Gregory Orr reminds us the Earth is a gift the beloved left. Someone left it to us and our response would be to give it to those who follow us as a sacred gift. Here, we find meaning, we live together, and we discover ways to sustain our living together. We do so when we are mindful and attentive towards others who are with us and follow. We do so when we are mindful and attentive to the Earth. A beloved bequeathed this to us and it is now our turn.

This is what was bequeathed us:

This earth the beloved left

And, leaving,

Left to us.

No other world

But this one:

Willows and the river

And the factory

With its black smokestacks.

No other shore, only this bank

On which the living gather.

No meaning but what we find here.

No purpose but what we make.

That, and the beloved’s clear instructions:

Turn me into song; sing me awake.

From the Rivers to the Sea

Sarah Tremlett provides a meditative quality in this poem. When I read the poem, it reminded me of Lao Tzu‘s quote that “all rivers flow to the sea, because it is lower than they are. Humility gives it its power.”

Poetry calls us to meditate, but not to know a single meaning. Instead, it calls us to explore transforming meaning, accepting humility and understanding that we cannot know something completely.

When rivers reach the sea, it adds depth to them and room to explore them more fully. Seas do not have fixed and rigid boundaries. The boundaries remain fluid and permeable. What can humans learn from this? Perhaps, it is that we are all one and the boundaries we think exist are fluid, allowing us to move more easily in the world with each other.

Time reveals that to

execute means to begin

and to terminate

So all the rivers

in each and every country

flow into one sea

 

Walking in the Mountains in the Rain

Similar to our emotions, the weather moves through quickly like a cloudburst. When we pay attention and grow mindful, we sense changes around us and ones further away.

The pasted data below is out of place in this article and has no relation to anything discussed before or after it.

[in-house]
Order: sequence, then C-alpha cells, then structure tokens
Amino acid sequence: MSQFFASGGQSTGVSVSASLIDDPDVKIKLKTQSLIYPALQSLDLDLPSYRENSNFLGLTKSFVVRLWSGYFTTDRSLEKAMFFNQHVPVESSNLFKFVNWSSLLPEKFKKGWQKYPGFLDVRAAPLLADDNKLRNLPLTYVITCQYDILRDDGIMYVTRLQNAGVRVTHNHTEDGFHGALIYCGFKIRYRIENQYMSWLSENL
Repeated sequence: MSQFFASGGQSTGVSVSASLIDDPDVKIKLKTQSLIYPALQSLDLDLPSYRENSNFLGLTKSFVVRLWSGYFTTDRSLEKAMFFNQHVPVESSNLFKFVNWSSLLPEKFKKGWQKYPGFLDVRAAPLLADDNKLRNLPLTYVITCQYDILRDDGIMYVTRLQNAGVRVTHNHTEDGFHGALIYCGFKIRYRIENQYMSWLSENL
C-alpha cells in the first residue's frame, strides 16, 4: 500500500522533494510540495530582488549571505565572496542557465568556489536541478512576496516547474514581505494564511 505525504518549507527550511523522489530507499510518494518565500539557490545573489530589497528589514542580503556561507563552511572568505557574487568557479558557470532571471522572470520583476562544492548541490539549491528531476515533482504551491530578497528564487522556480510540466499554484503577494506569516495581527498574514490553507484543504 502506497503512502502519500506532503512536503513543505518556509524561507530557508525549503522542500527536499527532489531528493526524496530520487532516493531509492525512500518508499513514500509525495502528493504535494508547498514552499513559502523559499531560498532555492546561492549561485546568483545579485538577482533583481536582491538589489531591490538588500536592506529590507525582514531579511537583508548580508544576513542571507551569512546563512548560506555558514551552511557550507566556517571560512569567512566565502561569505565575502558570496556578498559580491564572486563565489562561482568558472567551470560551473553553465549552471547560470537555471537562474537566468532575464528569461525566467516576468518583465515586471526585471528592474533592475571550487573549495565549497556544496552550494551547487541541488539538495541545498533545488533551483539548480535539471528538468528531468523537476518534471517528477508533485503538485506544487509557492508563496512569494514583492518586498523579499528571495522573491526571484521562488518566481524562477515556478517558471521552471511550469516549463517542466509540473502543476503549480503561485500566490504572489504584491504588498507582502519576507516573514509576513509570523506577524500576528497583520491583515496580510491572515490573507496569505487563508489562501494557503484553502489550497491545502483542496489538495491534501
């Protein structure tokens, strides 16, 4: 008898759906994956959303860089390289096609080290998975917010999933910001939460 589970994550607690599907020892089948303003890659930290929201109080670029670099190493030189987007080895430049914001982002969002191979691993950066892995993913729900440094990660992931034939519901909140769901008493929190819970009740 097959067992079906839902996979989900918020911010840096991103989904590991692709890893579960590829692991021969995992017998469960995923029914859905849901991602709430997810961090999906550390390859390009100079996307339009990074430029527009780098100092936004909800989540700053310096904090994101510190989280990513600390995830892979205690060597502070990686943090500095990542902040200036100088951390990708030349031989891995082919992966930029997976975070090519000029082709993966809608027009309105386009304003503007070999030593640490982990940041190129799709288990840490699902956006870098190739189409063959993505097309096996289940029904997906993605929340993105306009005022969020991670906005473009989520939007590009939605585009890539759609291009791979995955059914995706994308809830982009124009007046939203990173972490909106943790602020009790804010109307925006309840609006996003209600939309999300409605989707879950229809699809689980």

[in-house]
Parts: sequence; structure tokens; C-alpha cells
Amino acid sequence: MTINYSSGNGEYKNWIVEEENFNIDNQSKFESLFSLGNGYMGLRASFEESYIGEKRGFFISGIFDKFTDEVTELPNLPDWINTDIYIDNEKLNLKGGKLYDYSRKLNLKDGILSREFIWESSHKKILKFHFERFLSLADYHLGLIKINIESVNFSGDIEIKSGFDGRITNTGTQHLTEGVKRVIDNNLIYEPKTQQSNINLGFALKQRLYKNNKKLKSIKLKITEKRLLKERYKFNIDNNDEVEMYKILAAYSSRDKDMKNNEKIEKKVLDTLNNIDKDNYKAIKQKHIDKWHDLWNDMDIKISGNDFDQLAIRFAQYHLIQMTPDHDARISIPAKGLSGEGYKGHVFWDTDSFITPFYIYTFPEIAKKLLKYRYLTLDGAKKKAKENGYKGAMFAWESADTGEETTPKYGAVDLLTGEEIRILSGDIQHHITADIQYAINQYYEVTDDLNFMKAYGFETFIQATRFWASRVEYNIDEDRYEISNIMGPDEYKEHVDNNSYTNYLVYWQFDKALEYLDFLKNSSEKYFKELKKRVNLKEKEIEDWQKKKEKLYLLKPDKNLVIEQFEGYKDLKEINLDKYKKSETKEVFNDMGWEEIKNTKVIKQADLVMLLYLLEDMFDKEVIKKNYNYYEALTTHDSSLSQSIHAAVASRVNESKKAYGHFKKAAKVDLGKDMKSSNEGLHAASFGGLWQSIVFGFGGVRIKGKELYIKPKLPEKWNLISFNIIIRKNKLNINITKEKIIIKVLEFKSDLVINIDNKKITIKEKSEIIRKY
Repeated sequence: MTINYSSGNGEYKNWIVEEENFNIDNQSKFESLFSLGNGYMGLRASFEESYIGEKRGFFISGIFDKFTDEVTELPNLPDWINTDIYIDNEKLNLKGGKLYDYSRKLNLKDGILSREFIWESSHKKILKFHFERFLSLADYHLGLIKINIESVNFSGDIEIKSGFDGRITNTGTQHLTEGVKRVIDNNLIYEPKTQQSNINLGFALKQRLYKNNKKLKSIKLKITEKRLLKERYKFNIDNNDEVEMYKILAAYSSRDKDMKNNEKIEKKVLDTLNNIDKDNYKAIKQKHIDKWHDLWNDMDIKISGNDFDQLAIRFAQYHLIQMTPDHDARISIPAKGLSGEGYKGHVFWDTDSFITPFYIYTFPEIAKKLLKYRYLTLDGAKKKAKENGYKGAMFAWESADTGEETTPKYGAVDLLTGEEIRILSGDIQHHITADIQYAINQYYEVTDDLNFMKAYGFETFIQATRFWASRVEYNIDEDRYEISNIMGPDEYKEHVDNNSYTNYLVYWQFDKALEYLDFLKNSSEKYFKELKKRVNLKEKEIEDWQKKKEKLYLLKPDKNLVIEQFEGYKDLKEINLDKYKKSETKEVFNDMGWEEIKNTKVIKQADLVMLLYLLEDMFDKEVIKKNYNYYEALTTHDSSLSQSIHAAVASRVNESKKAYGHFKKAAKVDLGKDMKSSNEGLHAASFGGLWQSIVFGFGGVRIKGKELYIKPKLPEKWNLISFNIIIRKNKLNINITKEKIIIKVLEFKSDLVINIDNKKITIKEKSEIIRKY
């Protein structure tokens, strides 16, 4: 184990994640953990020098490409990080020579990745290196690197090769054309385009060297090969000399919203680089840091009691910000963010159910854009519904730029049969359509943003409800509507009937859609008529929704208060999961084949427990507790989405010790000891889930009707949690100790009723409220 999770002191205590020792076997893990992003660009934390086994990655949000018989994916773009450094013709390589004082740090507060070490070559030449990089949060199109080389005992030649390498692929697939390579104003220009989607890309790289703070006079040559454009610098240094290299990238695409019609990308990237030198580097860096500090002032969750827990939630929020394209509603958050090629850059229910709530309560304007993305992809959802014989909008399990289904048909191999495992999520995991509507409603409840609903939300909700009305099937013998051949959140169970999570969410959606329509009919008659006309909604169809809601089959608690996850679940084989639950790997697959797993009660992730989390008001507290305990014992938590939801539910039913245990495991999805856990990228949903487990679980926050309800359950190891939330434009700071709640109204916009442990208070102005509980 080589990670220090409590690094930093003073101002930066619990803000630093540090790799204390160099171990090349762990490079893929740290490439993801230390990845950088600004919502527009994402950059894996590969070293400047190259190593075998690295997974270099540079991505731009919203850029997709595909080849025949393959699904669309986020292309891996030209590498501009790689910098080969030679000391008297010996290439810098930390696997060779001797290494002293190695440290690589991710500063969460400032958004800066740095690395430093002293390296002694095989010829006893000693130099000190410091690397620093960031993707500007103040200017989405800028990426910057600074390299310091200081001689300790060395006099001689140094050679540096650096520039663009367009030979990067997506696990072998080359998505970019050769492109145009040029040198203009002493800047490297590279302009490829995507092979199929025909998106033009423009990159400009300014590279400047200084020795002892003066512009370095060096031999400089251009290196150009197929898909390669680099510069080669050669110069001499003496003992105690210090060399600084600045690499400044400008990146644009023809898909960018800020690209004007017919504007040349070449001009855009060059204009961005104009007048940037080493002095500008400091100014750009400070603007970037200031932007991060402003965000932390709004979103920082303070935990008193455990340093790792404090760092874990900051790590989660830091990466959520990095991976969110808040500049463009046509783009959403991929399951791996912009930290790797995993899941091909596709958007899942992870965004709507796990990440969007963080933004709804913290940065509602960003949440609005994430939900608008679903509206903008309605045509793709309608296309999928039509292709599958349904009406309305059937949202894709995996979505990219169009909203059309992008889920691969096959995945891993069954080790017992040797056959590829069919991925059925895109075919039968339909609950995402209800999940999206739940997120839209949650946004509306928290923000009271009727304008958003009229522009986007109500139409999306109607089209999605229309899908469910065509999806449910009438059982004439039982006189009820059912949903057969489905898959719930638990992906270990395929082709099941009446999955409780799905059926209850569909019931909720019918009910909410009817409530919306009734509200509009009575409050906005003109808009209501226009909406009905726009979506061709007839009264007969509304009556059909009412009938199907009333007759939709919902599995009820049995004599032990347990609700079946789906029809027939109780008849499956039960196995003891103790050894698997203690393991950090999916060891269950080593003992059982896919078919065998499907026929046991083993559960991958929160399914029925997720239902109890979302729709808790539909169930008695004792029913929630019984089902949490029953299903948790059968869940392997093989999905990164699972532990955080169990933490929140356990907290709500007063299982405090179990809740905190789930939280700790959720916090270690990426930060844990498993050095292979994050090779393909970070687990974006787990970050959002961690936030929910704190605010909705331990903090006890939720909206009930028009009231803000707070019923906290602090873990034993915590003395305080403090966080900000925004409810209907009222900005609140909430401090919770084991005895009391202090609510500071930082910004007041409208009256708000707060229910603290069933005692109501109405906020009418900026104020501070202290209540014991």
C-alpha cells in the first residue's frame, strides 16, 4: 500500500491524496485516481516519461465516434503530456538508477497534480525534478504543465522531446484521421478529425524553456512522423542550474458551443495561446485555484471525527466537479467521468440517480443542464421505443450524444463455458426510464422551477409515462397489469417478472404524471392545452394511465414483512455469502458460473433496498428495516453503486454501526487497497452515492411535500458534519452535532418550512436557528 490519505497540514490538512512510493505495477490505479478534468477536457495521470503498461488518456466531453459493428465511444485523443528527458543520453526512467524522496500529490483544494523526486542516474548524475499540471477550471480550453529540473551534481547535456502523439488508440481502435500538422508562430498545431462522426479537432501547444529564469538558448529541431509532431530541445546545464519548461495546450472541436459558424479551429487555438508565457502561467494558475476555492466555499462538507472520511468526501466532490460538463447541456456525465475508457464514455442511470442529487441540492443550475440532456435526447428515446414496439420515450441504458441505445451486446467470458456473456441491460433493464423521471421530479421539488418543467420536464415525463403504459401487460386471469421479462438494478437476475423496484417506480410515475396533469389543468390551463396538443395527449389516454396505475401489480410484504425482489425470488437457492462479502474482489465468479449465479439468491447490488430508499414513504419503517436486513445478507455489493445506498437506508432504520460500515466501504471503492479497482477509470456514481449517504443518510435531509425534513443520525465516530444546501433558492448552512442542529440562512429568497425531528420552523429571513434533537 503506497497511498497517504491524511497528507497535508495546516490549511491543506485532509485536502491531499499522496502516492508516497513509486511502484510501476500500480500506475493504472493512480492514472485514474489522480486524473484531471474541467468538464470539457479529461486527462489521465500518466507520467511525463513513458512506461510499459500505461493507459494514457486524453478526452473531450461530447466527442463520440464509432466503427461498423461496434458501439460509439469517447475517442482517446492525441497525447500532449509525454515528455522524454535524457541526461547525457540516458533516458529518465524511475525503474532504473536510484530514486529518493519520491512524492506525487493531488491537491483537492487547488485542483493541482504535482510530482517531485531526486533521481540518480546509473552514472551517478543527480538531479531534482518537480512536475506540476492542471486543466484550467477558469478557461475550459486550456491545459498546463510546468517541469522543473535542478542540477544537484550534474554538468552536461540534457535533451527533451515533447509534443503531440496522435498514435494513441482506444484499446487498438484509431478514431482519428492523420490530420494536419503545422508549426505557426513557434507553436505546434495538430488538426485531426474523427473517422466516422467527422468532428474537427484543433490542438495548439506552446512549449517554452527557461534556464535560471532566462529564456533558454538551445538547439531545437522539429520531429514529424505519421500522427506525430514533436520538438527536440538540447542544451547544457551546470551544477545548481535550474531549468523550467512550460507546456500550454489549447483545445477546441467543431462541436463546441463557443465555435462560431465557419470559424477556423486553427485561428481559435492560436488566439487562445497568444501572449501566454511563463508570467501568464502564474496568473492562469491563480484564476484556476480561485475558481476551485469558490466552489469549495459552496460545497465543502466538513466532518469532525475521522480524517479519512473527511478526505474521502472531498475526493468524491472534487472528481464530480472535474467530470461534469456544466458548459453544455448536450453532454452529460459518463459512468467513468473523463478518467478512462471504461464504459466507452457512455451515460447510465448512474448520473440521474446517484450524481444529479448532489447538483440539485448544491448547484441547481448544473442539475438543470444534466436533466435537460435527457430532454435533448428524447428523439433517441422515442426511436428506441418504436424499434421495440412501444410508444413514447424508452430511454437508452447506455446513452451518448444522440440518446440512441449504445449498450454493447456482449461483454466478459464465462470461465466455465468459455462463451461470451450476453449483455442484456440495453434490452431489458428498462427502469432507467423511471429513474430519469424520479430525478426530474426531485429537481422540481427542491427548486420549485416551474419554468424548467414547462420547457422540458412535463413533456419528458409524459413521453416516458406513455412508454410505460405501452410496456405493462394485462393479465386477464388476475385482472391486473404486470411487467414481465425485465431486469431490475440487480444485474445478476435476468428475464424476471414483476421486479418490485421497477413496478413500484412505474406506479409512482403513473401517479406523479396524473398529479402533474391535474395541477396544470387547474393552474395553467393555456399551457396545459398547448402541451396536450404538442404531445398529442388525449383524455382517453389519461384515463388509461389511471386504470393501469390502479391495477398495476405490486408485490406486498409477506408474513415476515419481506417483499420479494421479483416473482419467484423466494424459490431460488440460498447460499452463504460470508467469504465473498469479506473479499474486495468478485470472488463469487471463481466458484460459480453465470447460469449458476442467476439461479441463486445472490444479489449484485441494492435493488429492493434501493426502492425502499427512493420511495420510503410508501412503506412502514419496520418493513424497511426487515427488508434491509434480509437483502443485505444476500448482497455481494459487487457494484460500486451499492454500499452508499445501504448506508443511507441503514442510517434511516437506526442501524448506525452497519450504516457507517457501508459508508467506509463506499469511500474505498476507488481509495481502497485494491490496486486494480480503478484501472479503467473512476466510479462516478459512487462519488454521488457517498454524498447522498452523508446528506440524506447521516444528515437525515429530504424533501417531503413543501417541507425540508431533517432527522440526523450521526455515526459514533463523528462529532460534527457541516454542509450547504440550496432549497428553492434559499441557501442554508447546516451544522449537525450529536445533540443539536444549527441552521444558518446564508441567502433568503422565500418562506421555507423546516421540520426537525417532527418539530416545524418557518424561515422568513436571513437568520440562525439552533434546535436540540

I sense Wang Wei proposes a there are benefits that occur in occasional changes in our immediate surroundings. Those changes mute distant sounds and other stimuli that intrude. Whether it is outside or inside us, the impending storm signals we need to find shelter and take stock of what is happening.

Perhaps through our questions and wonder we awaken and become aware of the world. What happens further downstream from us? What is happening out at sea? What do our emotions mean to the immediate world and the larger world we experience and share? What does it mean to lead, teach, and learn in this world?

In this quick cloudburst
air thickens, the sky comes down

dark mountains
flashes of lightning

out at sea new clouds
have just started to form
and this small brook I straddle
is a river in flood somewhere

rags and blankets of mist
hang on these slopes and cliffs

then the clouds open and vanish
rain patters off
and moonlight silvers
that whole reach of river
foothills to ocean

and even from this black mountain
I can hear boatmen singing.

Every Movement

The philosopher and Talmudic scholar Emmanuel Levinas proposed that events are ongoing and remain incomplete, including creation as an event. In a sense, God’s creating is never completed.

Hafiz suggests something similar when it comes to understanding God’s work. It is a movement, an event. I find it easy to say no without pausing and being attentive. What does this mean? Am I able to understand its meaning at this time?

There is little patience in waiting for the luminous movement of existence. Quite often, we want something and set forward in a singular way captivated by the thoughts of that might mean as if living is done in moments. When we are patient, mindful, and attentive, the luminous movements appear at the most unexpected times that cannot be measured and described in any complete way.

I rarely let the word “No” escape
From my mouth
Because it is plain to my soul
That God has shouted “Yes! Yes! Yes!”
To every luminous movement in existence.